Report on EU banking sector stability
The European Central Bank (ECB) has today published a report on EU banking sector stability that was prepared by the Banking Supervision Committee of the European System of Central Banks (ESCB). This Committee comprises representatives of EU national central banks and banking supervisory authorities and the ECB. Such a report has been published regularly since 2003.
The report examines the performance of the banking sectors of the 25 EU Member States in 2005 and the first half of 2006, as well as the risks surrounding their outlook. A prudent approach to analysing banking sector stability requires the identification and evaluation of the implications for banks of plausible sources of downside risks to the most probable outcome. In this respect, the report also provides an assessment of the financial soundness and shock-absorbing capacity of banks. The present issue also contains a special chapter on risks related to foreign currency lending by EU banks in several Member States where such lending has been growing very rapidly.
The contents of the report can be summarised as follows:
Profitability and solvency of EU-25 banks in 2005 and the first half of 2006
The financial condition of EU banks continued to improve in 2005 and the first half of 2006, thus consolidating the improvements that have taken place since 2003. While the transition to the new International Financial Reporting Standards (IFRS), the pace of which is uneven across the EU countries, complicates the assessment at the current point in time, the overall impact on key performance indicators nevertheless appears to have been rather minor. In 2005, the profitability figures for EU banks improved across the board, irrespective of the accounting standards followed. The main drivers of the further improvement in profitability were strong lending growth both to households and to the non-financial corporate sector, as well as the rise in fee and commission income and trading revenues, all of which benefited from the favourable economic environment and mostly buoyant conditions in financial market. Profits were also supported by continued cost-containment and by a further decrease in impairment charges (formerly known as provisions), which reached new historic lows. The strong performance of EU banks in 2005 continued in the first half of 2006. Although the solvency position of EU banks dropped slightly in 2005, the solvency levels of EU banks remained strong and comfortably exceeded regulatory requirements.
EU-25 banks’ risk outlook
In view of the favourable earnings performance of the banking sector over the past three to four years, the vulnerability of the EU banking sector to adverse disturbances has diminished considerably and the outlook points towards a further strengthening of profitability. Nevertheless, there are still some risks to this favourable outlook. Where risks external to the banking sector are concerned, changes in the global macro-financial environment – including incipient shifts in the relative growth patterns of the major economic areas and the gradual removal of liquidity from the global financial system – could expose vulnerabilities in banks’ balance sheets. With regard to risks internal to the banking sector, EU banks’ exposures to credit risks have grown further as banks’ lending has continued to expand (in some non-euro area EU countries, this has also been driven by lending in foreign currency), while loan impairment charges have declined and credit standards have not been tightened. Although the quality of EU banks’ loan portfolios remains relatively high, pockets of vulnerability may be developing, mainly driven by intense competition among banks in most of their product markets. On the household lending side, increasing indebtedness and signs of an erosion of credit standards in new lending in many Member States could become causes of concern if the macroeconomic environment should develop less favourably than expected. In the case of lending to the non-financial corporate sector, an acceleration of growth in short-term loans to finance merger and acquisition (M&A) activity could, insofar as it reflects growing competitive pressures, imply the risk that banks may be forced to compromise their risk-based pricing of loans. Moreover, it cannot be excluded that banks’ appetite for risk-taking has been supported by persistently low volatility across various financial asset classes that may have allowed them to increase their trading exposures without necessarily breaching their risk limits. While banks’ risk management systems have improved over recent years, there are some uncertainties about the ways in which risks have been redistributed by credit risk transfer products, both within the banking system and between banks and other financial institutions, and about how the market for these products would perform in a more challenging macro-financial environment.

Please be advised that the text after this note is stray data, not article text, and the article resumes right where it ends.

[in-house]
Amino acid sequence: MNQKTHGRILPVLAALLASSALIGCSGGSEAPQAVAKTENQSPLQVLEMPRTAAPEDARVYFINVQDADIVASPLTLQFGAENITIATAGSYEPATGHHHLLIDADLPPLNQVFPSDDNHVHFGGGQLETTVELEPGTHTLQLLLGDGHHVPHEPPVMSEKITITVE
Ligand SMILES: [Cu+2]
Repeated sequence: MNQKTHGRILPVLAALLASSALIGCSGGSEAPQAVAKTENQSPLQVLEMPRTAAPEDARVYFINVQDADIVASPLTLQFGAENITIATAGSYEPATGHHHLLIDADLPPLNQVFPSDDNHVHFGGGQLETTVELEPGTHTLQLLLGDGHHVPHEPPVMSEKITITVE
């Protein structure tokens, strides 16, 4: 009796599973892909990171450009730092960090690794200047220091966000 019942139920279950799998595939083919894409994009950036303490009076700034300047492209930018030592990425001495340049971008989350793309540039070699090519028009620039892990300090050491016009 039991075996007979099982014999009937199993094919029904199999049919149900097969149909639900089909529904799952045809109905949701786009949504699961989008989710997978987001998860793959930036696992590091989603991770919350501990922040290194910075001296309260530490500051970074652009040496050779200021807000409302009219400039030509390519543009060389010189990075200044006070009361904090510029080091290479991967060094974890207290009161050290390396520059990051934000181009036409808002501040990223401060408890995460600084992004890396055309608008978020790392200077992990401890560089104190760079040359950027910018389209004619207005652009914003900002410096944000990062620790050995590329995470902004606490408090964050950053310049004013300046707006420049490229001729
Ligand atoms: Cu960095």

The generally positive assessment of the financial condition of banks outlined in the report is also corroborated by forward-looking market-based indicators that continue to suggest a robust outlook for the EU banking sector in terms of profitability and credit quality, possibly reflecting a favourable assessment of the capacity of the banking system to absorb shocks.
This report can be downloaded from the “Publications” section of the ECB’s website (http://www.ecb.europa.eu/pub). Printed copies are also available free of charge from the ECB’s Press and Information Division at the address given below.
Bank Ċentrali Ewropew
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